deriving from the Greek for 'true' (eteos/etymos) and 'word' (logos)

Curious about the origin of a word or term? Send it to us and we shall go forth and investigate.

oops, whoops

Oops! As exclaimed by your newsletter editors upon receiving an email alerting us to a typo in this publication. A century ago we would have had a different response - oops has only been around since the 1930s or so. Its first known appearance in print was in a 1922 Washington Post, though its meaning is unclear (the text of the cartoon it captioned read: “Efery dog has his day, says der poet - und der same iss for goats!... Oops!”). Oops in reference to dismay at a blunder makes regular appearances from the 1930s, as does whoops.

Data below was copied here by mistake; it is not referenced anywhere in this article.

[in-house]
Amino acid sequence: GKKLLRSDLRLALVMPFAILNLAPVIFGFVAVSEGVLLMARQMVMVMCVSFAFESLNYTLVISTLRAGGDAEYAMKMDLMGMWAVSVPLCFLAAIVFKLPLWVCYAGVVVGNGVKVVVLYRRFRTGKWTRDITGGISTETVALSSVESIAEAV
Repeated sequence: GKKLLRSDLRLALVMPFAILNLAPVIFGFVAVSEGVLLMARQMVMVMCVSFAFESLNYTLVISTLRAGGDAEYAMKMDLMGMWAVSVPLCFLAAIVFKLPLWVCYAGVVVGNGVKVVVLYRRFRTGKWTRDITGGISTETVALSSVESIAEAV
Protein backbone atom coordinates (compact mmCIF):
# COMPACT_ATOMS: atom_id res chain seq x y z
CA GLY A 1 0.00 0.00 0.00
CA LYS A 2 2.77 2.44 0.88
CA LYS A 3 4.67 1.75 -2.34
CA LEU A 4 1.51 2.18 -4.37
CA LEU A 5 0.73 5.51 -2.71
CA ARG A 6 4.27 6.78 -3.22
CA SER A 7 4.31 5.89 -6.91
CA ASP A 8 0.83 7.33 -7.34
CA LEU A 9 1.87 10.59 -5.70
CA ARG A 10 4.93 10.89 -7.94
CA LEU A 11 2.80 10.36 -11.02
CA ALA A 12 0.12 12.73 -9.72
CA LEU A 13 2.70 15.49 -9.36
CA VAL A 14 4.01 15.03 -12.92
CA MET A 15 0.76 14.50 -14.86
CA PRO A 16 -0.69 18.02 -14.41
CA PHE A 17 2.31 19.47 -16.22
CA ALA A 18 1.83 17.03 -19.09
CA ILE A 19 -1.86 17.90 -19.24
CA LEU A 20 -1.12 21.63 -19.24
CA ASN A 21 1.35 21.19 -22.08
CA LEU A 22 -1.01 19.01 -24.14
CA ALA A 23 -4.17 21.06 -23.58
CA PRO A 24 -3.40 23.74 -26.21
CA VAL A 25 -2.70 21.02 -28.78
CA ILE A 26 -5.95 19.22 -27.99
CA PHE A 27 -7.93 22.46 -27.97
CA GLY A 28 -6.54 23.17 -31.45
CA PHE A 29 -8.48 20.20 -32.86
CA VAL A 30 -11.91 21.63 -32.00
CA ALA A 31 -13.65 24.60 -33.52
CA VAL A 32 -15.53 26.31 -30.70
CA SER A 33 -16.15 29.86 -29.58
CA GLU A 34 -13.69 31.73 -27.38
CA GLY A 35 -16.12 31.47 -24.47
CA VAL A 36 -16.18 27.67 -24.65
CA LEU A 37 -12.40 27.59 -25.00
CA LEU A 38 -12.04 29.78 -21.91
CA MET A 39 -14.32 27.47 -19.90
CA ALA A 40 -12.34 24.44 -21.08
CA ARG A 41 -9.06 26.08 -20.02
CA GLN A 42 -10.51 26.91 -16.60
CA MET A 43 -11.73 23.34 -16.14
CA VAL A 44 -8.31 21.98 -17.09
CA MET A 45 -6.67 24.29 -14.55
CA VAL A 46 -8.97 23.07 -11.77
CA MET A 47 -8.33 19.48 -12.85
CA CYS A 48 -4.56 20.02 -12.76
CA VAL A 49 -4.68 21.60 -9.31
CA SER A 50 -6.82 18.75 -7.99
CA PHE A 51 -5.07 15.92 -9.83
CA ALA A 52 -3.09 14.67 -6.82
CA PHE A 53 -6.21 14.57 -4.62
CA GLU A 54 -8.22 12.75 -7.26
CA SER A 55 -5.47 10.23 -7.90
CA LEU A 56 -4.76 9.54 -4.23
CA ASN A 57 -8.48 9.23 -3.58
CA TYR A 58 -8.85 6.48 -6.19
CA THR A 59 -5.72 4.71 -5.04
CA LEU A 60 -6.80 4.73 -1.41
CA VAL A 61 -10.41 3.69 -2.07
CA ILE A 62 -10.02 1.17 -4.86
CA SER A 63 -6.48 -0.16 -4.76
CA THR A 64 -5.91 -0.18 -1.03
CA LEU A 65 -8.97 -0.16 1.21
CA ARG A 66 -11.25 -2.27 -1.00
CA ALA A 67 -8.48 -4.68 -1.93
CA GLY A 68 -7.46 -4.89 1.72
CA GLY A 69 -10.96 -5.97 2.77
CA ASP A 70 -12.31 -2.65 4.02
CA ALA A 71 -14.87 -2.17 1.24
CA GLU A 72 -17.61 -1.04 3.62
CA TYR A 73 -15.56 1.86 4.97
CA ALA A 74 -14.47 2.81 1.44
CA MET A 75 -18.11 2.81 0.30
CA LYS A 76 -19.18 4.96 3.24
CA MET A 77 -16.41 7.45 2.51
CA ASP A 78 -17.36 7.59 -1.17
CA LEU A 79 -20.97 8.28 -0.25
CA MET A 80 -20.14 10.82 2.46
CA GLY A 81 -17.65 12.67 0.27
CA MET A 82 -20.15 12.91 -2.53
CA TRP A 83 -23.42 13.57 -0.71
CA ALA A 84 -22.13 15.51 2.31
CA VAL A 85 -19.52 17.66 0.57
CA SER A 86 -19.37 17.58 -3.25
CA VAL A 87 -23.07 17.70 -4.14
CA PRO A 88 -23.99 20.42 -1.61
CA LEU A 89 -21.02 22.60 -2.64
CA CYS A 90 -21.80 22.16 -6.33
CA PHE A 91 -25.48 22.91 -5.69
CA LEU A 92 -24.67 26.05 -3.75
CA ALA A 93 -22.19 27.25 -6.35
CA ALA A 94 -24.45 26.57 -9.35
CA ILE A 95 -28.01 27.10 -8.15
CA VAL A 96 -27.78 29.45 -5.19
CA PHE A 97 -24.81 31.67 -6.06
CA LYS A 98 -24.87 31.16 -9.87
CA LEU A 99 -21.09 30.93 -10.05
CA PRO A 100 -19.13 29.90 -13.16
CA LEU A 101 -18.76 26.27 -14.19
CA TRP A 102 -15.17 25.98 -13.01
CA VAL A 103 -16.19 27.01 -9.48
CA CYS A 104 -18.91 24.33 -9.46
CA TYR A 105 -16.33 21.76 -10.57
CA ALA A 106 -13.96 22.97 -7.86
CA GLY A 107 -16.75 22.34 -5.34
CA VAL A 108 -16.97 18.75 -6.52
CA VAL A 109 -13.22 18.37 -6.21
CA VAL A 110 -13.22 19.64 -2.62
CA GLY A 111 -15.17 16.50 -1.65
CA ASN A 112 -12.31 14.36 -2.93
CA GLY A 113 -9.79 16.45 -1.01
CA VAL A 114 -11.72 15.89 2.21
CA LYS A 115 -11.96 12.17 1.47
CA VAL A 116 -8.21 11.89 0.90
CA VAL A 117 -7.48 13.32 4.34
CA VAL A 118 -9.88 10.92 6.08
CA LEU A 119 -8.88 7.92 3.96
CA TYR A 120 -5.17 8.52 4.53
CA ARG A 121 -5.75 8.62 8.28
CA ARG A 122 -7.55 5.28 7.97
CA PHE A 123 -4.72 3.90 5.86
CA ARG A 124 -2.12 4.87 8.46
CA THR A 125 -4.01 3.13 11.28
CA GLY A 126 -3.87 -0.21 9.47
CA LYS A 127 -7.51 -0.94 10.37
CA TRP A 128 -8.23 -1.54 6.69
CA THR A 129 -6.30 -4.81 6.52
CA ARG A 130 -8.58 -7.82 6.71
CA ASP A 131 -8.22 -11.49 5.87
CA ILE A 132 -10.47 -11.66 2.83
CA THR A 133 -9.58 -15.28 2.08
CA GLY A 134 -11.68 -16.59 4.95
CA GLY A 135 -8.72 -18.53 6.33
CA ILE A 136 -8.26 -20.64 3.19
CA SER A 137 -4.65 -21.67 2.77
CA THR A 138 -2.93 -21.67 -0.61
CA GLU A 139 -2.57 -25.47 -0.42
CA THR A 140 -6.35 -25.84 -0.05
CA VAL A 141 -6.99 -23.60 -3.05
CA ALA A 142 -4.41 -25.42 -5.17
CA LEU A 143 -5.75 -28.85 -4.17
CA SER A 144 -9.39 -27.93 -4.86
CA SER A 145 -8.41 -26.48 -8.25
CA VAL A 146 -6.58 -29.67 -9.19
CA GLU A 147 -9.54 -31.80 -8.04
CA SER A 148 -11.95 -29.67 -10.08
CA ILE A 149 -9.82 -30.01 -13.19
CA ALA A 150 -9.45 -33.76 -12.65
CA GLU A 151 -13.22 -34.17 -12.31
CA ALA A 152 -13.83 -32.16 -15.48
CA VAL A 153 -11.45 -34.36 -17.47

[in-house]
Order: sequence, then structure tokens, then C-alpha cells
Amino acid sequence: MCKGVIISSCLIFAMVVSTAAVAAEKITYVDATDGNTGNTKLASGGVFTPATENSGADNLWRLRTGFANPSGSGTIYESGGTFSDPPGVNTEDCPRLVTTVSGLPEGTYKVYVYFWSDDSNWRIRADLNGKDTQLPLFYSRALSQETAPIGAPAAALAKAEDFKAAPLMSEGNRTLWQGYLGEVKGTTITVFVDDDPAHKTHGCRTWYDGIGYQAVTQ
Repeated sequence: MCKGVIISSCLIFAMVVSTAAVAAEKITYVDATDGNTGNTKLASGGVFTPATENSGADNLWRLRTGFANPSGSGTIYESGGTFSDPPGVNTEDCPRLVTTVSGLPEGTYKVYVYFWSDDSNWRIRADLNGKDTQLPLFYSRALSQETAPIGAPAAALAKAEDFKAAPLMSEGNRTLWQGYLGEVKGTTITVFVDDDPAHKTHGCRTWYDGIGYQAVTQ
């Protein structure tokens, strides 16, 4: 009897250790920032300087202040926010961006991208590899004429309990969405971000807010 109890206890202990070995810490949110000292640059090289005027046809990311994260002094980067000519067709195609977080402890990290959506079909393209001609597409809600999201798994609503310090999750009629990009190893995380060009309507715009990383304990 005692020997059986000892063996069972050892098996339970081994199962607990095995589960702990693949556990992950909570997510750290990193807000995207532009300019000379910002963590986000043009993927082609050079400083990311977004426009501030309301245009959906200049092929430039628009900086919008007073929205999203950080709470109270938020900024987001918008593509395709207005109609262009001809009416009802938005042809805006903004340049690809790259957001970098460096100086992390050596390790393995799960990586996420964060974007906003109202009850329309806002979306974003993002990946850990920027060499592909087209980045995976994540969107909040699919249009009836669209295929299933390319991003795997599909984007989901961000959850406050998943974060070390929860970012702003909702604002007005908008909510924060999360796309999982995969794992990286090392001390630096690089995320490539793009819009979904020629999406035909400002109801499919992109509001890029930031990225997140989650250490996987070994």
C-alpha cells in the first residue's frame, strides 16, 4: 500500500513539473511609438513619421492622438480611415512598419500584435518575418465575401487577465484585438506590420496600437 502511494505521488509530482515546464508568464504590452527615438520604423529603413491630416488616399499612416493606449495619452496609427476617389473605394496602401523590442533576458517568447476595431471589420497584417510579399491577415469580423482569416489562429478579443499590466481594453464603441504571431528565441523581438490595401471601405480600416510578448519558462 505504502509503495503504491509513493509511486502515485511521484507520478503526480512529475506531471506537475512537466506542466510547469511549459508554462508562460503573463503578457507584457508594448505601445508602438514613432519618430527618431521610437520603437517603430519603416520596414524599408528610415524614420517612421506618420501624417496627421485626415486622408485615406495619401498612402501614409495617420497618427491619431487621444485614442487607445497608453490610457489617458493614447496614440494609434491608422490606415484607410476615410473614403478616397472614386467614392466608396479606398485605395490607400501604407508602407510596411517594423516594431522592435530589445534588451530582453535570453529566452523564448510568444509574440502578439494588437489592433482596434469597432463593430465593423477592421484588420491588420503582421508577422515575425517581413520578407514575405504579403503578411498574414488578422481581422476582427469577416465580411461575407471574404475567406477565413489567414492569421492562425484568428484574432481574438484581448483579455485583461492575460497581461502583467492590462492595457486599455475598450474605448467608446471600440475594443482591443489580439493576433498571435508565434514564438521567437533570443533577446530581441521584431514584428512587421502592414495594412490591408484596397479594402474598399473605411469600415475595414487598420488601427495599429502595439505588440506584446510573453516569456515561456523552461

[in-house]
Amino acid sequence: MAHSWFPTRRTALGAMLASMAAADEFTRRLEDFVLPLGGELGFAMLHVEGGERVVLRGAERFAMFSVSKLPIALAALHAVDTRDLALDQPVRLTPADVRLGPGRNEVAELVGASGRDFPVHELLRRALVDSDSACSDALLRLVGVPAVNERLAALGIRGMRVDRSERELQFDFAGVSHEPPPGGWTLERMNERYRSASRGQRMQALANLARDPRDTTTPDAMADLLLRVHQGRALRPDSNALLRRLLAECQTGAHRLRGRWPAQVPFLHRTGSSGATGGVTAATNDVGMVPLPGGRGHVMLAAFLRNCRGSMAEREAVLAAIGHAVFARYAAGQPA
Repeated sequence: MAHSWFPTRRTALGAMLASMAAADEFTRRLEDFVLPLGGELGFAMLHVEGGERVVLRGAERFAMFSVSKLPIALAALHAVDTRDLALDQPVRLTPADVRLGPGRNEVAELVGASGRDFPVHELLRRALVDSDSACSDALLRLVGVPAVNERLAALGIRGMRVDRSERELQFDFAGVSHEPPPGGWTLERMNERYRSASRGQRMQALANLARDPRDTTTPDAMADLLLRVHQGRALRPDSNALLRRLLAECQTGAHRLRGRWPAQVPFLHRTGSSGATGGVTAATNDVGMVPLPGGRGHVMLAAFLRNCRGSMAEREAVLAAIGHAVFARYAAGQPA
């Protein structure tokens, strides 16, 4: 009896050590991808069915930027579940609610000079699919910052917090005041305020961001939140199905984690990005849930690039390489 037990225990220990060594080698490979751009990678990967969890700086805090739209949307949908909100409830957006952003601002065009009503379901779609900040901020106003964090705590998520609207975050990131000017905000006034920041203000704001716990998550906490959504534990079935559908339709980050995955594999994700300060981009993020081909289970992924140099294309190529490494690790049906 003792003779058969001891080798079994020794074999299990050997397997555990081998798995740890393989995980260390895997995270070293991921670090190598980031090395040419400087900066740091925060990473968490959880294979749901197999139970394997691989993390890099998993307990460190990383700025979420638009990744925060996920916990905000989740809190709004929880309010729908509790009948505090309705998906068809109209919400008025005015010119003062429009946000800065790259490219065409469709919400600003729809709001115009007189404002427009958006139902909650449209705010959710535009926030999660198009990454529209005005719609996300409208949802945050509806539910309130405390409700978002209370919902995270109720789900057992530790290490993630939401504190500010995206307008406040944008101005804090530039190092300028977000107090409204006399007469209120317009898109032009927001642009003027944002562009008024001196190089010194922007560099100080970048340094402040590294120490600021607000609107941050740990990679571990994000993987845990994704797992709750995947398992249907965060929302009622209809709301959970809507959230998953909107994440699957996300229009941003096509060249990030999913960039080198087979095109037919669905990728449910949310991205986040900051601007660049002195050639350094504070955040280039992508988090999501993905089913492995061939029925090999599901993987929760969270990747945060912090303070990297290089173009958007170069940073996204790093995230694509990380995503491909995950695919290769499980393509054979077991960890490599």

Both oops and whoops might derive from up-a-daisy (which evolved into upsidaisy), a nonsensical phrase that has been used around children since the 18th century. This connection seems likely, as many of the earliest appearances of oops and whoops are used in the context of accidental slips and falls.